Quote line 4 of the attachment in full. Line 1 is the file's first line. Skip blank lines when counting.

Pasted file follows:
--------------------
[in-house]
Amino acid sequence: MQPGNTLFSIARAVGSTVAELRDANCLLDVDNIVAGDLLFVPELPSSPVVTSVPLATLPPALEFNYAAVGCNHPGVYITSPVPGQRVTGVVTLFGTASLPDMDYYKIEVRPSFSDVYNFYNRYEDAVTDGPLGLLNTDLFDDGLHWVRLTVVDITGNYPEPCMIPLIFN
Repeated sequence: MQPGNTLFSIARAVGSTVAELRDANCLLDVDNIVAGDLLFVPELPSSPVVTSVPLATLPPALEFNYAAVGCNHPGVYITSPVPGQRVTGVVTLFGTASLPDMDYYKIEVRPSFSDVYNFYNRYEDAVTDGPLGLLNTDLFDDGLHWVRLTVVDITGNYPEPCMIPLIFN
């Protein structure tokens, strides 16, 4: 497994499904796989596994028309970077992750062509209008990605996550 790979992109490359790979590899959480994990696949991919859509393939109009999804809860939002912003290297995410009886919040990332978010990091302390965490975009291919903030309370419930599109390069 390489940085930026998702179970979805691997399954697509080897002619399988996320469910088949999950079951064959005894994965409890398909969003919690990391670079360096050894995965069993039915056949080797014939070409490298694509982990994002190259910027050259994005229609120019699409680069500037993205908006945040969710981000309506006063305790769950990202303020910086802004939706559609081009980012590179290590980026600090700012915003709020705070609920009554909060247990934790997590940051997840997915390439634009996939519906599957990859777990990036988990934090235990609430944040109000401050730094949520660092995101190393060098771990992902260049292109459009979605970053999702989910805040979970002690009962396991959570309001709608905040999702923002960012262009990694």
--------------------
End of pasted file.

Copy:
């Protein structure tokens, strides 16, 4: 497994499904796989596994028309970077992750062509209008990605996550 790979992109490359790979590899959480994990696949991919859509393939109009999804809860939002912003290297995410009886919040990332978010990091302390965490975009291919903030309370419930599109390069 390489940085930026998702179970979805691997399954697509080897002619399988996320469910088949999950079951064959005894994965409890398909969003919690990391670079360096050894995965069993039915056949080797014939070409490298694509982990994002190259910027050259994005229609120019699409680069500037993205908006945040969710981000309506006063305790769950990202303020910086802004939706559609081009980012590179290590980026600090700012915003709020705070609920009554909060247990934790997590940051997840997915390439634009996939519906599957990859777990990036988990934090235990609430944040109000401050730094949520660092995101190393060098771990992902260049292109459009979605970053999702989910805040979970002690009962396991959570309001709608905040999702923002960012262009990694």